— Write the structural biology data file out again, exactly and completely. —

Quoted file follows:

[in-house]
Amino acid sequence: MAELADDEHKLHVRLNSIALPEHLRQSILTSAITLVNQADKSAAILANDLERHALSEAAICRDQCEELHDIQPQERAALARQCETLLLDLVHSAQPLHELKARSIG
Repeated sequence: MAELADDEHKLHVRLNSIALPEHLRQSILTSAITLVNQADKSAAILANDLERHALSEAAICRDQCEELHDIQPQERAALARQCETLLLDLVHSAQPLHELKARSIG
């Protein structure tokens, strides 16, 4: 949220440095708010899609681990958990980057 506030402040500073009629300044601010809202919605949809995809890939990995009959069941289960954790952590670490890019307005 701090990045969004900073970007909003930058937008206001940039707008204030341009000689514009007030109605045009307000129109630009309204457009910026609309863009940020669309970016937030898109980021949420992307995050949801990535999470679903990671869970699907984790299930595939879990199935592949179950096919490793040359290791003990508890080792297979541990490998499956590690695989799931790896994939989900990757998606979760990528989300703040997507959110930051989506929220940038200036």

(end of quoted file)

[in-house]
Amino acid sequence: MAELADDEHKLHVRLNSIALPEHLRQSILTSAITLVNQADKSAAILANDLERHALSEAAICRDQCEELHDIQPQERAALARQCETLLLDLVHSAQPLHELKARSIG
Repeated sequence: MAELADDEHKLHVRLNSIALPEHLRQSILTSAITLVNQADKSAAILANDLERHALSEAAICRDQCEELHDIQPQERAALARQCETLLLDLVHSAQPLHELKARSIG
């Protein structure tokens, strides 16, 4: 949220440095708010899609681990958990980057 506030402040500073009629300044601010809202919605949809995809890939990995009959069941289960954790952590670490890019307005 701090990045969004900073970007909003930058937008206001940039707008204030341009000689514009007030109605045009307000129109630009309204457009910026609309863009940020669309970016937030898109980021949420992307995050949801990535999470679903990671869970699907984790299930595939879990199935592949179950096919490793040359290791003990508890080792297979541990490998499956590690695989799931790896994939989900990757998606979760990528989300703040997507959110930051989506929220940038200036």